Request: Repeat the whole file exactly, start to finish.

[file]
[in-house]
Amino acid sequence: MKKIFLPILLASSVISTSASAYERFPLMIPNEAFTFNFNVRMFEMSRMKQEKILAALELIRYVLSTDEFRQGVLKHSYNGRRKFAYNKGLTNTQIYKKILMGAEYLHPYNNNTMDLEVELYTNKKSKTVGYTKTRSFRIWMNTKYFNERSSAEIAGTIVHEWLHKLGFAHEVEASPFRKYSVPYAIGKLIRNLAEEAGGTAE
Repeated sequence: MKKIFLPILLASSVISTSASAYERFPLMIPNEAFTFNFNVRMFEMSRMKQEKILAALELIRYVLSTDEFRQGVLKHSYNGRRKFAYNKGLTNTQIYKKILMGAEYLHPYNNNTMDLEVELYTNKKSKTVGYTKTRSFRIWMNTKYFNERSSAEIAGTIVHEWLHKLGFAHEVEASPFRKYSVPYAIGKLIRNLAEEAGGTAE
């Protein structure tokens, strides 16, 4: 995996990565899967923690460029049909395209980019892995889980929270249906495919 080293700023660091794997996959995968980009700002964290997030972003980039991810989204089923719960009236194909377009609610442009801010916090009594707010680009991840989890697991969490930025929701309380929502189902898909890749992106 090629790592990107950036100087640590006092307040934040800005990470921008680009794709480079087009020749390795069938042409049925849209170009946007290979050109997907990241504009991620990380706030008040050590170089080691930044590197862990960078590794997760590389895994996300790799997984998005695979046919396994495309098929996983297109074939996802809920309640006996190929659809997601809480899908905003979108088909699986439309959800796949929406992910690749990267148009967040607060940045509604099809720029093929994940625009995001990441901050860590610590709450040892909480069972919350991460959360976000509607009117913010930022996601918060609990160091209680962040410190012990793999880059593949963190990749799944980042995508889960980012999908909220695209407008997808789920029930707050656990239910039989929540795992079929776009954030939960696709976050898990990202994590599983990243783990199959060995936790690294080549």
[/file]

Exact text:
[in-house]
Amino acid sequence: MKKIFLPILLASSVISTSASAYERFPLMIPNEAFTFNFNVRMFEMSRMKQEKILAALELIRYVLSTDEFRQGVLKHSYNGRRKFAYNKGLTNTQIYKKILMGAEYLHPYNNNTMDLEVELYTNKKSKTVGYTKTRSFRIWMNTKYFNERSSAEIAGTIVHEWLHKLGFAHEVEASPFRKYSVPYAIGKLIRNLAEEAGGTAE
Repeated sequence: MKKIFLPILLASSVISTSASAYERFPLMIPNEAFTFNFNVRMFEMSRMKQEKILAALELIRYVLSTDEFRQGVLKHSYNGRRKFAYNKGLTNTQIYKKILMGAEYLHPYNNNTMDLEVELYTNKKSKTVGYTKTRSFRIWMNTKYFNERSSAEIAGTIVHEWLHKLGFAHEVEASPFRKYSVPYAIGKLIRNLAEEAGGTAE
């Protein structure tokens, strides 16, 4: 995996990565899967923690460029049909395209980019892995889980929270249906495919 080293700023660091794997996959995968980009700002964290997030972003980039991810989204089923719960009236194909377009609610442009801010916090009594707010680009991840989890697991969490930025929701309380929502189902898909890749992106 090629790592990107950036100087640590006092307040934040800005990470921008680009794709480079087009020749390795069938042409049925849209170009946007290979050109997907990241504009991620990380706030008040050590170089080691930044590197862990960078590794997760590389895994996300790799997984998005695979046919396994495309098929996983297109074939996802809920309640006996190929659809997601809480899908905003979108088909699986439309959800796949929406992910690749990267148009967040607060940045509604099809720029093929994940625009995001990441901050860590610590709450040892909480069972919350991460959360976000509607009117913010930022996601918060609990160091209680962040410190012990793999880059593949963190990749799944980042995508889960980012999908909220695209407008997808789920029930707050656990239910039989929540795992079929776009954030939960696709976050898990990202994590599983990243783990199959060995936790690294080549």